Adding reflections


How can I make the cube reflect on the plane or vice versa?



this is not trivial. the effect is called SSR, screen space reflections. the only library i am aware of that does it at acceptable speed is GitHub - 0beqz/screen-space-reflections: Implements Screen Space Reflections in three.js

here are two examples of how it looks

the library is under heavy development and short before a major release, follow to get updates on its progress.


Does THREE.CubeCamera help?

How does this one work?

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well, kind of, but it wouldn’t look nearly realistic. it’s limited to one or two objects (each CC renders the full scene 6 times), but try it and see how it goes.

Here is the official SSR example without additional libraries: three.js webgl - postprocessing - Screen Space Reflection

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that example imo is not usable in the real world. i’m not sure what the aversion against libraries is around here, a library is just a piece of re-usable software. ssr is a vanilla library, unrelated to the examples i posted. untangling that example will take you hours, and, having done it myself, the results will go nowhere because it’s very very slow.

@gonnavis Any comments on this statement?

have you tried it yourself @Mugen87? in my tests it easily brings FPS down, i’ve heard the same from people on threejs discord, so much even that many of them think SSR is not feasible at all in any way or form. this is not a dig against @gonnavis, it’s just a very demanding postpro effect. what 0beqz did with his SSR pass seems to be very different, the effect is applied over time with temporal aleasing, and regionally, it excludes regions it knows it cannot reach, thereby you can get 120fps even with a heavy scene. i have tried the official one without luck, even on small scenes, i have the temporal in production with demanding setups, it works.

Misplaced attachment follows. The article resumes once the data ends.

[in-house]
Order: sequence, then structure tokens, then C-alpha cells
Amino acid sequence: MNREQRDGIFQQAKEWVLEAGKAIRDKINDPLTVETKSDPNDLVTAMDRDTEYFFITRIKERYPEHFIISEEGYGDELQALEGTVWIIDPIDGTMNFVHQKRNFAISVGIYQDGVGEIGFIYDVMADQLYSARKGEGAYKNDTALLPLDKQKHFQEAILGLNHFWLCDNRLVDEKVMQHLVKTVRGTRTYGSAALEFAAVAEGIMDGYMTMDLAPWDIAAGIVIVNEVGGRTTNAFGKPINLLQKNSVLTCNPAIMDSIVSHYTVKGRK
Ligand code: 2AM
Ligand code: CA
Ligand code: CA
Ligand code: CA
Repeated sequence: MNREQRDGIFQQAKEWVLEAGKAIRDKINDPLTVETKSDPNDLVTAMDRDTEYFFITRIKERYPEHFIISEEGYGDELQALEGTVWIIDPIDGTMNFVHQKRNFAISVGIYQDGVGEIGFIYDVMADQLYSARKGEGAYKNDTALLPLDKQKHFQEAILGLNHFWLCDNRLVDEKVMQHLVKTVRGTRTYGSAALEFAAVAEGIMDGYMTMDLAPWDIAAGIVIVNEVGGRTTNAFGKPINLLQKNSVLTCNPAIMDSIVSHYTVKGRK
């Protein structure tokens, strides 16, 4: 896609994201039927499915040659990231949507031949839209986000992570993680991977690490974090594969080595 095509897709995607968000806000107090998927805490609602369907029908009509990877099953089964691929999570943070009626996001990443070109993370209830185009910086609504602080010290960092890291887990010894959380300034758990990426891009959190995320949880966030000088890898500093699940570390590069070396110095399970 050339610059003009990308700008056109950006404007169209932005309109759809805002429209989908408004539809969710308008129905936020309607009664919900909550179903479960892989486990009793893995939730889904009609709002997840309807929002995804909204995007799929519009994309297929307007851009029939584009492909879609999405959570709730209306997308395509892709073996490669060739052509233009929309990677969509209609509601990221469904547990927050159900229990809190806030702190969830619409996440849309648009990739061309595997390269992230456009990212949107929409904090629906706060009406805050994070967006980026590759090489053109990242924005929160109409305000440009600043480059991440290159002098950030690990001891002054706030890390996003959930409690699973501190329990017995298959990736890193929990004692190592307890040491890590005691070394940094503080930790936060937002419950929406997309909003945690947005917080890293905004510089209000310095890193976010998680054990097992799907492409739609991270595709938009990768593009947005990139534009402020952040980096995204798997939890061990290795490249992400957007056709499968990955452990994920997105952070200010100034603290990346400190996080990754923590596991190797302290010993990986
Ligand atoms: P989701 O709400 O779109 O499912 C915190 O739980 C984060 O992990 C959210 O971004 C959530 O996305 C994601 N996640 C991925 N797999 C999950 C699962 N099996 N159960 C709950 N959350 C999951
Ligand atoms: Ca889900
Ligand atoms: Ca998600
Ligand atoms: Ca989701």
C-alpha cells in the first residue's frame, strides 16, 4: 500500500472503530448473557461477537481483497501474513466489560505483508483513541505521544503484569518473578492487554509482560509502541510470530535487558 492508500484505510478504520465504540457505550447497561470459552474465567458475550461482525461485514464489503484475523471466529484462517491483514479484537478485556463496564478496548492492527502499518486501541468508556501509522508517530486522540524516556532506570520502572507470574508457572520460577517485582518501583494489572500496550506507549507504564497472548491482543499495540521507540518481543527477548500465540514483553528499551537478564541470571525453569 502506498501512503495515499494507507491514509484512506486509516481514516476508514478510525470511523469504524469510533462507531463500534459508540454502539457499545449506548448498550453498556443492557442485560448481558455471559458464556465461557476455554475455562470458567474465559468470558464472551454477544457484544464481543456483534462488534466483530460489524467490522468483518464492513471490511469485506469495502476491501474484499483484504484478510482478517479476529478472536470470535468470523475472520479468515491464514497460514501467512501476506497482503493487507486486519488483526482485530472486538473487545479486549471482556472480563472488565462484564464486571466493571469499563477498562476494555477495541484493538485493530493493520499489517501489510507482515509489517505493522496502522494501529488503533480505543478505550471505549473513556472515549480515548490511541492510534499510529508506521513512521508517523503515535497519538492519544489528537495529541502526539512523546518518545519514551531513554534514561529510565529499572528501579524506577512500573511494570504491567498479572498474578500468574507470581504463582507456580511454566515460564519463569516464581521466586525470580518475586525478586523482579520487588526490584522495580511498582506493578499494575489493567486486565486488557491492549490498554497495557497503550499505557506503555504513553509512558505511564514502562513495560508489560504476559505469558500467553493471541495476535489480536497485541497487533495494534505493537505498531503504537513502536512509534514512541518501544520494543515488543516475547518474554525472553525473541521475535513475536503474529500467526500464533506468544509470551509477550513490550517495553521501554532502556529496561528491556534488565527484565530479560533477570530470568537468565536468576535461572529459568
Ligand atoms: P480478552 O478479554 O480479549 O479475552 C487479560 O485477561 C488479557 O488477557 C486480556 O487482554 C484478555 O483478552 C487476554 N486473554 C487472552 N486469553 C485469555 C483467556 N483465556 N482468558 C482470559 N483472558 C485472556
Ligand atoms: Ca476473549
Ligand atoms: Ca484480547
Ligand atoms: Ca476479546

and in any case, pmndrs/postprocessing also runs faster than jsm/effectcomposer because it creates a single uber shader from all the passes. i think that would also account for some differences.

When I remember correctly @gonnavis wanted to add additional features and optimizations to the pass. There is one unfinished PR and probably other stuff on his agenda.

i think he should talk to 0beqz in that case, he’s made all his work and findings open source.

Yes, this is an advantage but only if you have more than one effect which is not always the case. Many apps just apply a single effect like bloom or pixelation. An Uber shader does not provide benefits in these use cases.

That said, there is the intention to enhance EffectComposer in the same way to provide this optimization. We need it for WebXR anyway. When we drop WebGL 1 support next year (at least it is planned for 2023), the first step is to make more use of MRT in context of post processing passes. In the next step, we could think about a deeper integration of post-processing in the renderers (especially WebGPURenderer) with Uber shader generation.